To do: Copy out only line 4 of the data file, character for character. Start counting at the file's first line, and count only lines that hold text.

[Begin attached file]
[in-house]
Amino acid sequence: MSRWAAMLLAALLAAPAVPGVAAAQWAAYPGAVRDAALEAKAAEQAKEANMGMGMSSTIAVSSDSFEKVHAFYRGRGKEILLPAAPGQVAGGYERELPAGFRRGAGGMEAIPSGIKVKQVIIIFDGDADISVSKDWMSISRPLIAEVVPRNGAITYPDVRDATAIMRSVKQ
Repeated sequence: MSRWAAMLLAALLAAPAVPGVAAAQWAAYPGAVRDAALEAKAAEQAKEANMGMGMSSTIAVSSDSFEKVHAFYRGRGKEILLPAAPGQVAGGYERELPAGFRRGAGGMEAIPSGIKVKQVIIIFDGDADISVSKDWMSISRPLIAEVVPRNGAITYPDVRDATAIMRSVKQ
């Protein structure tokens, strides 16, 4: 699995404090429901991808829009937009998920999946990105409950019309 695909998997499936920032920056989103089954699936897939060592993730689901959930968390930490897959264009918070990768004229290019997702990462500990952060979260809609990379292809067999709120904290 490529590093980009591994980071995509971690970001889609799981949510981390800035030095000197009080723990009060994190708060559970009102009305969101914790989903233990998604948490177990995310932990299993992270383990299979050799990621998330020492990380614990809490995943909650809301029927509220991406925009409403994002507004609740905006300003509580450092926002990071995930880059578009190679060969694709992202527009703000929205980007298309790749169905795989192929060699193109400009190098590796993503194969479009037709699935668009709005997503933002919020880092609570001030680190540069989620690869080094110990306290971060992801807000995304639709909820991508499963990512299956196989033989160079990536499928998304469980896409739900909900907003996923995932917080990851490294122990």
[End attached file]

């Protein structure tokens, strides 16, 4: 699995404090429901991808829009937009998920999946990105409950019309 695909998997499936920032920056989103089954699936897939060592993730689901959930968390930490897959264009918070990768004229290019997702990462500990952060979260809609990379292809067999709120904290 490529590093980009591994980071995509971690970001889609799981949510981390800035030095000197009080723990009060994190708060559970009102009305969101914790989903233990998604948490177990995310932990299993992270383990299979050799990621998330020492990380614990809490995943909650809301029927509220991406925009409403994002507004609740905006300003509580450092926002990071995930880059578009190679060969694709992202527009703000929205980007298309790749169905795989192929060699193109400009190098590796993503194969479009037709699935668009709005997503933002919020880092609570001030680190540069989620690869080094110990306290971060992801807000995304639709909820991508499963990512299956196989033989160079990536499928998304469980896409739900909900907003996923995932917080990851490294122990």